Truly we are living in the golden age of the grifter. From Fyre Fest to the WeWork empire to Theranos to the personal development cult NXIVM, we see a charismatic person promising us endless growth, pleasure or wealth and we give them all our money.
The con-man economy doesn’t just stop at the men and women leading these frauds and profiting wildly from them. (Some of them go to jail, yes, but WeWork leader/charlatan Adam Neumann was paid many millions of dollars just to go away.) There is also now a podcast, usually sponsored by a security system, for every con.
There’s a ten-part series on the ‘orgasm cult’ One Taste (reviewed in The Spectator’s 6 February issue), an 11- part series on multilevel marketing wellness scams (The Dream), a ten-part series on the ‘Hollywood Con Queen’ who lured random actors, make-up artists and trainers to Indonesia for filmmaking jobs that didn’t actually exist and then had them driven around Jakarta to look at its main tourist attractions, like some terrifyingly insistent tourism bureau (Chameleon). There are so many con artists working today, it allows for a weekly show that takes on one new fraudster every episode, which would be fun except, like 98 per cent of all podcasts these days, it’s always excruciatingly just a couple of ‘comedians’ sitting around reading Wikipedia entries about specific cases to one another and laughing at their own bad jokes (Scam Goddess).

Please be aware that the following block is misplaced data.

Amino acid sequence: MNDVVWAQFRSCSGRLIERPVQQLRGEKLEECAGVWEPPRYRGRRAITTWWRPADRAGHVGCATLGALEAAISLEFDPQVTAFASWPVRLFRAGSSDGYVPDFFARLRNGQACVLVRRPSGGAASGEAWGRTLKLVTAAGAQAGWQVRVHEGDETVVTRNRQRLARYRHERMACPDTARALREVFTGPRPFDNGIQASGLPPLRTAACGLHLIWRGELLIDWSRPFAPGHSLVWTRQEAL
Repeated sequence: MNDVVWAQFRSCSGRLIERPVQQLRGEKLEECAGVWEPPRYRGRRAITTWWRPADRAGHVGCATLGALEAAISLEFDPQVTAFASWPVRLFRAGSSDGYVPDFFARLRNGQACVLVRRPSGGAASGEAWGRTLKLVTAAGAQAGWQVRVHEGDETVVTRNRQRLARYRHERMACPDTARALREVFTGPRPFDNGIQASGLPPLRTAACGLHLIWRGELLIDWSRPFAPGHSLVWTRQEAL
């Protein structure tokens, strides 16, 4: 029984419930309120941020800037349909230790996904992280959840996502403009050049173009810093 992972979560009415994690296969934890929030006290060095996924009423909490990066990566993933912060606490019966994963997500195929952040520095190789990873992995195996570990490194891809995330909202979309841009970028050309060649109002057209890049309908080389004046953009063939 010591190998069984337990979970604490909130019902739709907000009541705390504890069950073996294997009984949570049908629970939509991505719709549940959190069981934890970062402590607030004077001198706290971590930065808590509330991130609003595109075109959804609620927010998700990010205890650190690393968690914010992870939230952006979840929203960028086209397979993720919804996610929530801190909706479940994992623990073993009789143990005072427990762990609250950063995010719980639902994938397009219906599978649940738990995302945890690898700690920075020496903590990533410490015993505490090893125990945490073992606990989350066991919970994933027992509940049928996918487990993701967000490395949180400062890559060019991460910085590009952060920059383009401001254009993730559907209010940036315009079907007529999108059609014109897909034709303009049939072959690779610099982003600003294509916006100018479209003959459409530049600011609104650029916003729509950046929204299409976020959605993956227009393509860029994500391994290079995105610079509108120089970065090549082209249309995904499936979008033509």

We love listening to these stories so we can think to ourselves, yeah, there’s absolutely no way I would be that dumb and fall for something like that, then we go and invest in Tesla stock believing we are acting entirely rationally.
The best of these podcasts has to be Trickster, about the grandfather of all these frauds, the man who was so good at conning the world that, even once it was revealed through an extensive journalistic investigation that he was a fake, every couple of years we entirely forget he was a liar, start reading his books again and have to re-remember that it’s all made up.